This column isn't directed at anyone who was still at the East/North game watching the thrilling ending. And I certainly know there's awesome crowds for so many different St. Charles sporting events -- I'm thinking nobody supports their volleyball team or any program like the Saints fans do for Jennie Kull's.

I guess it's more of figurative pat on the back to Batavia and Geneva fans who once again just continue to make that game so special. Maybe even more the Vikings supporters this time -- it's certainly easy to stay and be in a good mood while your team is rolling to a 49-20 win -- but the vast majority of Geneva fans also hung around on the losing end.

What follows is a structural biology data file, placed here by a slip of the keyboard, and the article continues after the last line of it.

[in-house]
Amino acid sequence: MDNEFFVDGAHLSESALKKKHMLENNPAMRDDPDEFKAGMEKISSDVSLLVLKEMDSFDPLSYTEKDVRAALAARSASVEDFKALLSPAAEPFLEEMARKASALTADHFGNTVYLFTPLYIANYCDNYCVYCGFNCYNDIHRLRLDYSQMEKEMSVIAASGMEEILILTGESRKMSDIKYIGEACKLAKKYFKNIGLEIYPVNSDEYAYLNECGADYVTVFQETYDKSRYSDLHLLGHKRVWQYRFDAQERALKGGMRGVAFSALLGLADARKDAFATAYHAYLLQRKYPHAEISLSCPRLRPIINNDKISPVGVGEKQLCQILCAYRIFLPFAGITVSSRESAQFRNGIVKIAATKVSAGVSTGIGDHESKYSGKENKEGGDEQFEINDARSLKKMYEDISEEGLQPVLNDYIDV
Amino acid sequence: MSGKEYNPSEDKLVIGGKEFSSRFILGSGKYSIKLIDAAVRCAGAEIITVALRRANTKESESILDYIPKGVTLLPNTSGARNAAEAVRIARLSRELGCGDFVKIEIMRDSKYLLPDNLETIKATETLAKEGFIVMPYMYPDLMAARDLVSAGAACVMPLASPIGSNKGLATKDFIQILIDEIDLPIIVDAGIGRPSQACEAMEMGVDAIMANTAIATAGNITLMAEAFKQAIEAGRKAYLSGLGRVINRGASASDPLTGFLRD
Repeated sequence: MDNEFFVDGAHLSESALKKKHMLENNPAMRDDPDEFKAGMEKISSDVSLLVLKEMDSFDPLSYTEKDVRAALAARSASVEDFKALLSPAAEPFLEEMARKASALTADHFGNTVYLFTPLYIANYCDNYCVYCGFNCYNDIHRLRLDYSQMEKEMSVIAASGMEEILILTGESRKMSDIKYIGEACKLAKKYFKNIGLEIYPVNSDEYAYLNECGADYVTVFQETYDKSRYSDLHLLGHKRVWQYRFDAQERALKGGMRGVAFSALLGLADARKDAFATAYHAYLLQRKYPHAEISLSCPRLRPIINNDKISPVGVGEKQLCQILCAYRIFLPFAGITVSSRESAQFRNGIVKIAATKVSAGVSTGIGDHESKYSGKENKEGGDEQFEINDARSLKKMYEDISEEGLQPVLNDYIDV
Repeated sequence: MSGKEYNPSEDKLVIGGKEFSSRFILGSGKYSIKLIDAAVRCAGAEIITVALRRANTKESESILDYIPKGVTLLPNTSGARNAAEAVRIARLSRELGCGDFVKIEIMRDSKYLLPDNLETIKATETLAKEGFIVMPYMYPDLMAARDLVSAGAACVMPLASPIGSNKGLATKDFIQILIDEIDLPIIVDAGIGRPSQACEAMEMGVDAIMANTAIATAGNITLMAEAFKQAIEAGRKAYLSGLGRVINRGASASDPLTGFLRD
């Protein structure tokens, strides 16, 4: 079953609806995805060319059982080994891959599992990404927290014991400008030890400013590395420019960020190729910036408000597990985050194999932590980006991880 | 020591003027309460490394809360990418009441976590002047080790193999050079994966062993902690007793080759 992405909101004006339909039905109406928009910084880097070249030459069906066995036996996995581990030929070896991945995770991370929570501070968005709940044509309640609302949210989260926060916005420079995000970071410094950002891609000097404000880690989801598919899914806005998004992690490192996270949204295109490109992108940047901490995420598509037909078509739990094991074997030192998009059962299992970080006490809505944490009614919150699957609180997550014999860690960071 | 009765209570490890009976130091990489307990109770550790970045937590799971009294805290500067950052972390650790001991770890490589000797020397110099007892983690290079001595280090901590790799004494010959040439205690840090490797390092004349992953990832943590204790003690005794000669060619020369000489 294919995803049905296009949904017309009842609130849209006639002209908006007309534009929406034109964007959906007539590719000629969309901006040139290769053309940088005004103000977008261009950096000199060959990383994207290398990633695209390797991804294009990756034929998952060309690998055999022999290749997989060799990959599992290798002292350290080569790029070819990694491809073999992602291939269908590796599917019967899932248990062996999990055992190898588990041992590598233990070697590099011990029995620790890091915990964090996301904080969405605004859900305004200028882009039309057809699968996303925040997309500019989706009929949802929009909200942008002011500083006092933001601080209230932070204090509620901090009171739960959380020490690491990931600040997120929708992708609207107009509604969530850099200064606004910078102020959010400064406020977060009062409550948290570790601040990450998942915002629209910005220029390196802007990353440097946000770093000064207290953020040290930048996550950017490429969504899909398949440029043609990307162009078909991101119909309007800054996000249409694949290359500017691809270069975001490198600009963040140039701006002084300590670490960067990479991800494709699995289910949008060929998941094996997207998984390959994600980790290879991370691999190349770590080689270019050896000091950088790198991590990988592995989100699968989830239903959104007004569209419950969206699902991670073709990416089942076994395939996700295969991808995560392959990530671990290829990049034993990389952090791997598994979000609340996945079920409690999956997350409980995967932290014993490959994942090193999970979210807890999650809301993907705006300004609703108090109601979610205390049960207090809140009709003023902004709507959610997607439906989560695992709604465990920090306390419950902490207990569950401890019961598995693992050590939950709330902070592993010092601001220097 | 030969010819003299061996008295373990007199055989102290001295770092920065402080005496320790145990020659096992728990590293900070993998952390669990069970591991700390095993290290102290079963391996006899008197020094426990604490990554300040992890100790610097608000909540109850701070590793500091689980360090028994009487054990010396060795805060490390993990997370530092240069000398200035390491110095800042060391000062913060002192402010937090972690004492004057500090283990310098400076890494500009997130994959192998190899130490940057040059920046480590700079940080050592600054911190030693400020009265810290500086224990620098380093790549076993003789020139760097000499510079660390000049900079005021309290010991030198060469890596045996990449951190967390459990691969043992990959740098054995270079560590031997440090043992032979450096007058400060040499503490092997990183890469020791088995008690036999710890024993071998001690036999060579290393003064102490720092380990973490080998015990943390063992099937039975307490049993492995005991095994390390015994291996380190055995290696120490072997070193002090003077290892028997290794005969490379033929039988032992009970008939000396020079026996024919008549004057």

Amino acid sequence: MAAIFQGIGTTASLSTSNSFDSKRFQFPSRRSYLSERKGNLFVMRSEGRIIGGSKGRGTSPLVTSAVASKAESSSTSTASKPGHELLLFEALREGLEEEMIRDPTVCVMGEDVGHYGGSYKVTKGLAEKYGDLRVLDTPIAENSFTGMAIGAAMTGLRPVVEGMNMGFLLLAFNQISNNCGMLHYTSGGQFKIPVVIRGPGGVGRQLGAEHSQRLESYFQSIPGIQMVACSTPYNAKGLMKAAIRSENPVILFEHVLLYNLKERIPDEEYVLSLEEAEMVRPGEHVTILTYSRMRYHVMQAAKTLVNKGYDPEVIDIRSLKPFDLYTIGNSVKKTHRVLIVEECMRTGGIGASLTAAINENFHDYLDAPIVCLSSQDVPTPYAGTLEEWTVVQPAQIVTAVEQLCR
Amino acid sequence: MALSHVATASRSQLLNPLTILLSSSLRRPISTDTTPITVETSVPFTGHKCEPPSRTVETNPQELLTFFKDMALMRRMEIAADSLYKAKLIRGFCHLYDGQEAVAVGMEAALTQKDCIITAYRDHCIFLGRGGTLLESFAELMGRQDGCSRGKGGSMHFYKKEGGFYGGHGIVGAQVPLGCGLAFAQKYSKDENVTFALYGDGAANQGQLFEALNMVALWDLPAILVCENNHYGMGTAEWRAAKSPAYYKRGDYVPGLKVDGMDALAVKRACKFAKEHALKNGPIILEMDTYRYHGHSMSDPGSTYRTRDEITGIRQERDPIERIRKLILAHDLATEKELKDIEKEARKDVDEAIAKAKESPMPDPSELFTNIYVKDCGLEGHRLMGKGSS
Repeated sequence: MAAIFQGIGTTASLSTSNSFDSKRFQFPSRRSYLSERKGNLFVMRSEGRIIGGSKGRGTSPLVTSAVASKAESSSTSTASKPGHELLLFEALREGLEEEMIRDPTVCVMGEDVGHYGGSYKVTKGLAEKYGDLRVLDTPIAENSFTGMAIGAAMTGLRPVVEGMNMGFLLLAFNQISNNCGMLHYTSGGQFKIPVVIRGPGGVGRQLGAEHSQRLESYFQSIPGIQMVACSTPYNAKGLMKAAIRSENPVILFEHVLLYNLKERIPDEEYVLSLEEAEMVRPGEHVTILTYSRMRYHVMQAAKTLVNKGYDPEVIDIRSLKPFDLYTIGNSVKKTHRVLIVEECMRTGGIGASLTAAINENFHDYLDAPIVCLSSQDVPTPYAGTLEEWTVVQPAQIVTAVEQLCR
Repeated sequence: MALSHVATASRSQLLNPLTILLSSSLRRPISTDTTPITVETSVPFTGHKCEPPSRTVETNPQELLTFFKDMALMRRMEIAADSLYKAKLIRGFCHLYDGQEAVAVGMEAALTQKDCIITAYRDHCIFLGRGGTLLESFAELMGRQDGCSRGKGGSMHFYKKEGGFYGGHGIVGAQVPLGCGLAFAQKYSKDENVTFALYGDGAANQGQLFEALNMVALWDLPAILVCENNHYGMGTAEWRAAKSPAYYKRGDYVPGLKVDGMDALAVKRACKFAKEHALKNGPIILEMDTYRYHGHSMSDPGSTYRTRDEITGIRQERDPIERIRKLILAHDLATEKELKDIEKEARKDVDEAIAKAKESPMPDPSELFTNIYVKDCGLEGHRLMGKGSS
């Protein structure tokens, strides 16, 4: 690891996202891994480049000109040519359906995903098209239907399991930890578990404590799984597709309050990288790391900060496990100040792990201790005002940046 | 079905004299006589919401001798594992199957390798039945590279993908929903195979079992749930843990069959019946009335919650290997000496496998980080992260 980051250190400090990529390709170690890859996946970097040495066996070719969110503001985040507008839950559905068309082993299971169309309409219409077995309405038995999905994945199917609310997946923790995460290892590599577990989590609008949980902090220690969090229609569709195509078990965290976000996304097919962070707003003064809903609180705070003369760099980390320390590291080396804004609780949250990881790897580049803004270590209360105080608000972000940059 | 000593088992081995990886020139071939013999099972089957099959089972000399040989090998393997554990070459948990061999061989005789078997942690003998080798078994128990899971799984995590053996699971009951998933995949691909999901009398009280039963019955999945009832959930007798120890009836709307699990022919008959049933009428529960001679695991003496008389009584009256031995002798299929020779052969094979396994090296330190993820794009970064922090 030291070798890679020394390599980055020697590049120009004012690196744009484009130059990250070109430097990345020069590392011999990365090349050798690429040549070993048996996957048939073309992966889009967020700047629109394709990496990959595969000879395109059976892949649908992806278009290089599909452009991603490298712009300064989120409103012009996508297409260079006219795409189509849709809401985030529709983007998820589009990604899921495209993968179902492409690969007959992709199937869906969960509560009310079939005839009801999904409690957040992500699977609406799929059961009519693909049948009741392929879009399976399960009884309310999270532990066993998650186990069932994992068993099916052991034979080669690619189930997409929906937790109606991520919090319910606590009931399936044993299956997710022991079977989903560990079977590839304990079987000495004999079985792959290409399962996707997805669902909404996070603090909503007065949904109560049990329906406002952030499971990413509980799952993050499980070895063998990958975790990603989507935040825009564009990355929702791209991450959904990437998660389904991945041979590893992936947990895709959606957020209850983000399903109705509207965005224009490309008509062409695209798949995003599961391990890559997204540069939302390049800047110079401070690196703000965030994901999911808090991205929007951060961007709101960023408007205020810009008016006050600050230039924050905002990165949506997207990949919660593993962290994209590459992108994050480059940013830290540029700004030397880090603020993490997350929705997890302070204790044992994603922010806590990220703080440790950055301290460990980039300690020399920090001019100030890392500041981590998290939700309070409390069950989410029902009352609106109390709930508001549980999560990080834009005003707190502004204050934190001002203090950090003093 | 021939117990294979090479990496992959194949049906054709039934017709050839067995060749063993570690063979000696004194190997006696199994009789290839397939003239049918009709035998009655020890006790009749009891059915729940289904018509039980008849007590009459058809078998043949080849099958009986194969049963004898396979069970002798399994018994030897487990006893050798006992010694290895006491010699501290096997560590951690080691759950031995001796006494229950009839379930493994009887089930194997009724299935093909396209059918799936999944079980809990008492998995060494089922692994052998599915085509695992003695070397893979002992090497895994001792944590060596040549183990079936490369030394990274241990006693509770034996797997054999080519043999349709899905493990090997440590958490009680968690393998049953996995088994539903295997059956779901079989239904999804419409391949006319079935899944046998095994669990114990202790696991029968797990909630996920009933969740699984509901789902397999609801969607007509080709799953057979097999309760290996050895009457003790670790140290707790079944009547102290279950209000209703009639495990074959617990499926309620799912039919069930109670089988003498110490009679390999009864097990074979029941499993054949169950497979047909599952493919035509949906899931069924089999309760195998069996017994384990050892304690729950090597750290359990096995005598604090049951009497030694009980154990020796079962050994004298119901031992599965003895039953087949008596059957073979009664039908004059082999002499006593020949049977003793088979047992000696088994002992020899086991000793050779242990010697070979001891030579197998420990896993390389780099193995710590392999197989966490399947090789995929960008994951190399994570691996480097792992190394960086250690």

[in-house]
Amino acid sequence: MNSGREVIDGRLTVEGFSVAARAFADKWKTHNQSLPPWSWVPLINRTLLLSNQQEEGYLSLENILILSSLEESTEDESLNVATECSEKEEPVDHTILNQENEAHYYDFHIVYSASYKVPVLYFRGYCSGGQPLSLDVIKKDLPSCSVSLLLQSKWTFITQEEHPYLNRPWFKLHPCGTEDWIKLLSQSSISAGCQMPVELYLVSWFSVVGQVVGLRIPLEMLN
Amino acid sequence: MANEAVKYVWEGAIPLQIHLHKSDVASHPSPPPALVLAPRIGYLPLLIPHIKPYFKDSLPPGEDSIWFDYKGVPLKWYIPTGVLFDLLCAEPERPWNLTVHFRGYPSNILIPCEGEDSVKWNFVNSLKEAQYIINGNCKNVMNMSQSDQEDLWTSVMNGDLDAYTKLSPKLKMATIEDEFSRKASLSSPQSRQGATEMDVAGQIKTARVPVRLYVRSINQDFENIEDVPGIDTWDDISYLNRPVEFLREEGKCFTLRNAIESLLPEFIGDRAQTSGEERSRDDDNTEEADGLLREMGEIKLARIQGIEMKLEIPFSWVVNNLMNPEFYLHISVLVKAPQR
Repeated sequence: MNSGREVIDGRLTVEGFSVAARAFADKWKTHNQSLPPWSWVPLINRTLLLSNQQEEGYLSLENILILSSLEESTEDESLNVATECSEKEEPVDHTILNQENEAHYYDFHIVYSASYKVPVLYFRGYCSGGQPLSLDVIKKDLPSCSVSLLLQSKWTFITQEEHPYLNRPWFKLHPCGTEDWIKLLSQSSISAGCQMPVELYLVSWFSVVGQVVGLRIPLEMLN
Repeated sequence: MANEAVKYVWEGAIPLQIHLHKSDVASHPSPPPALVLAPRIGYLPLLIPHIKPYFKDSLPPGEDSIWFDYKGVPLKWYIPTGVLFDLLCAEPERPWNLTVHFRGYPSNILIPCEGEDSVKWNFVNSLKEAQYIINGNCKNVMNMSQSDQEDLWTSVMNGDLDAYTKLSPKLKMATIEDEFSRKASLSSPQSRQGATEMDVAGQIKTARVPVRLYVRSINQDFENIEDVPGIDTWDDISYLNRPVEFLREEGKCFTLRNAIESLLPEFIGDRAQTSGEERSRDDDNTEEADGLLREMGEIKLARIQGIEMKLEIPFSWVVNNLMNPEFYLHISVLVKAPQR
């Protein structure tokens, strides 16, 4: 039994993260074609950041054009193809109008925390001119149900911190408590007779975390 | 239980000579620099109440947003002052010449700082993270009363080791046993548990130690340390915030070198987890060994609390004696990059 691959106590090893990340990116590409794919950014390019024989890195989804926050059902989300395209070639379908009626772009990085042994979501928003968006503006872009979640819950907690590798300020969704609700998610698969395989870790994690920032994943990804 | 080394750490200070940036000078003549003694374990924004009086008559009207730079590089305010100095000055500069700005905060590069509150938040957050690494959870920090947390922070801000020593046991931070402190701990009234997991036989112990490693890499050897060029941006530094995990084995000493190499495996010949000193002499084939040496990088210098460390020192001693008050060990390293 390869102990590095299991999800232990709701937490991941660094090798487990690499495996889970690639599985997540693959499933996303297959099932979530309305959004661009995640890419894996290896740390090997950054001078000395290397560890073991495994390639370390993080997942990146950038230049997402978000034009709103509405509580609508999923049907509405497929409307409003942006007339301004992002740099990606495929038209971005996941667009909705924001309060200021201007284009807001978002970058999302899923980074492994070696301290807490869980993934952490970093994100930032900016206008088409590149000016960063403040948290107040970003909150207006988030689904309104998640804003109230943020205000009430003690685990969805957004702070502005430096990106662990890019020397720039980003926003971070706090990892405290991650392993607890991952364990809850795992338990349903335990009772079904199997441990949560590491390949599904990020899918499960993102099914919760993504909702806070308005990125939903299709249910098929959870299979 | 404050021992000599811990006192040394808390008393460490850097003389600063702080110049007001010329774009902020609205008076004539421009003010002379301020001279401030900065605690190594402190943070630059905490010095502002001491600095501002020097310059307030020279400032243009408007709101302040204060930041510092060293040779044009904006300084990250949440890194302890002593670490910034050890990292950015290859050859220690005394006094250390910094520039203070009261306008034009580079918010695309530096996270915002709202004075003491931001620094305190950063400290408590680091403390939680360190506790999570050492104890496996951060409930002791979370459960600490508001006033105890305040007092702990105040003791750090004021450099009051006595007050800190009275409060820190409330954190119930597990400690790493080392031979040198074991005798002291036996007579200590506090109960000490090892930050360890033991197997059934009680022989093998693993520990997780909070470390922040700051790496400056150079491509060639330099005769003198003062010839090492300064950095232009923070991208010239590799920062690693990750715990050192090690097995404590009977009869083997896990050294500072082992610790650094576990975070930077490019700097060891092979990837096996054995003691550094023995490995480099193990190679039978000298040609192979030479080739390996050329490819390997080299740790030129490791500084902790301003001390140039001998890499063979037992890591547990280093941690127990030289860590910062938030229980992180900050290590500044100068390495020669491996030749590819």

I'm thinking if the stories were reversed last night and Daniel Santacaterina was strolling in for the winning touchdown in overtime like Barry did last night, there's no way you would see anything in the photo afterward except for a full house of Vikings fans going crazy.

And being part of that atmosphere is going to always make the Batavia-Geneva game tough to top.

Thinking ahead: As far as next year's dilemma with these two games, I'm hoping this will be the last year I have to choose. With the changes coming to the Upstate Eight, is it possible someone could work with the schedule makers to play these two games on different nights?

A big no-no: Batavia senior Forrest Gilbertson made one of the key plays in the Bulldogs' win Friday, an interception in the closing seconds of the first half in the Bulldogs' end zone that kept Batavia's lead at 21-7 instead of 21-14 going to halftime.